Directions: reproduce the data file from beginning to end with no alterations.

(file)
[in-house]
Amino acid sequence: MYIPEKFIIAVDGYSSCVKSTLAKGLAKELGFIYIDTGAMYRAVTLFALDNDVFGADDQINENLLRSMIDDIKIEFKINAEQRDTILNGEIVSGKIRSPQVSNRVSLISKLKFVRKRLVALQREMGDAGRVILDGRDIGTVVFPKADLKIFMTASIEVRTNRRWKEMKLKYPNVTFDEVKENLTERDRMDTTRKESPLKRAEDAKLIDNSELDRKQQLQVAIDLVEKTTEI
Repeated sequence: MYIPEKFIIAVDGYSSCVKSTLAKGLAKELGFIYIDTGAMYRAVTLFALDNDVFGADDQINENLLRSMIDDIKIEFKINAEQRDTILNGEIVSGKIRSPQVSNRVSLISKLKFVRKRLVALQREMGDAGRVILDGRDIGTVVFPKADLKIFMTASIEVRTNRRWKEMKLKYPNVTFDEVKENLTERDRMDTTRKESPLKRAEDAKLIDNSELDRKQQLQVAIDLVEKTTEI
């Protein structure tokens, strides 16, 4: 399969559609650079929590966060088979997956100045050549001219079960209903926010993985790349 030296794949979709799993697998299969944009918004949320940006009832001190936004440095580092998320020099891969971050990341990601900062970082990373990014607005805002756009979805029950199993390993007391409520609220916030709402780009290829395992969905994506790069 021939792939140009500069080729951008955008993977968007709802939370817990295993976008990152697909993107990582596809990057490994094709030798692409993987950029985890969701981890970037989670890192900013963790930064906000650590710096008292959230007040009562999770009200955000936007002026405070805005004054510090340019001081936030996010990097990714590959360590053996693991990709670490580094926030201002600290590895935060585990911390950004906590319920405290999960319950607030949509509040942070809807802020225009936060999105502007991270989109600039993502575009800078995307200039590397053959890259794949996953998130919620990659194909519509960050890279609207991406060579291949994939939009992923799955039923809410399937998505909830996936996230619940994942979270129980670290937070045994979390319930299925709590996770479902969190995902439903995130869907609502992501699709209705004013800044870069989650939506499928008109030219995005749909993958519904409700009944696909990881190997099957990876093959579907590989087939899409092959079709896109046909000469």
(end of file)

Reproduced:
[in-house]
Amino acid sequence: MYIPEKFIIAVDGYSSCVKSTLAKGLAKELGFIYIDTGAMYRAVTLFALDNDVFGADDQINENLLRSMIDDIKIEFKINAEQRDTILNGEIVSGKIRSPQVSNRVSLISKLKFVRKRLVALQREMGDAGRVILDGRDIGTVVFPKADLKIFMTASIEVRTNRRWKEMKLKYPNVTFDEVKENLTERDRMDTTRKESPLKRAEDAKLIDNSELDRKQQLQVAIDLVEKTTEI
Repeated sequence: MYIPEKFIIAVDGYSSCVKSTLAKGLAKELGFIYIDTGAMYRAVTLFALDNDVFGADDQINENLLRSMIDDIKIEFKINAEQRDTILNGEIVSGKIRSPQVSNRVSLISKLKFVRKRLVALQREMGDAGRVILDGRDIGTVVFPKADLKIFMTASIEVRTNRRWKEMKLKYPNVTFDEVKENLTERDRMDTTRKESPLKRAEDAKLIDNSELDRKQQLQVAIDLVEKTTEI
């Protein structure tokens, strides 16, 4: 399969559609650079929590966060088979997956100045050549001219079960209903926010993985790349 030296794949979709799993697998299969944009918004949320940006009832001190936004440095580092998320020099891969971050990341990601900062970082990373990014607005805002756009979805029950199993390993007391409520609220916030709402780009290829395992969905994506790069 021939792939140009500069080729951008955008993977968007709802939370817990295993976008990152697909993107990582596809990057490994094709030798692409993987950029985890969701981890970037989670890192900013963790930064906000650590710096008292959230007040009562999770009200955000936007002026405070805005004054510090340019001081936030996010990097990714590959360590053996693991990709670490580094926030201002600290590895935060585990911390950004906590319920405290999960319950607030949509509040942070809807802020225009936060999105502007991270989109600039993502575009800078995307200039590397053959890259794949996953998130919620990659194909519509960050890279609207991406060579291949994939939009992923799955039923809410399937998505909830996936996230619940994942979270129980670290937070045994979390319930299925709590996770479902969190995902439903995130869907609502992501699709209705004013800044870069989650939506499928008109030219995005749909993958519904409700009944696909990881190997099957990876093959579907590989087939899409092959079709896109046909000469």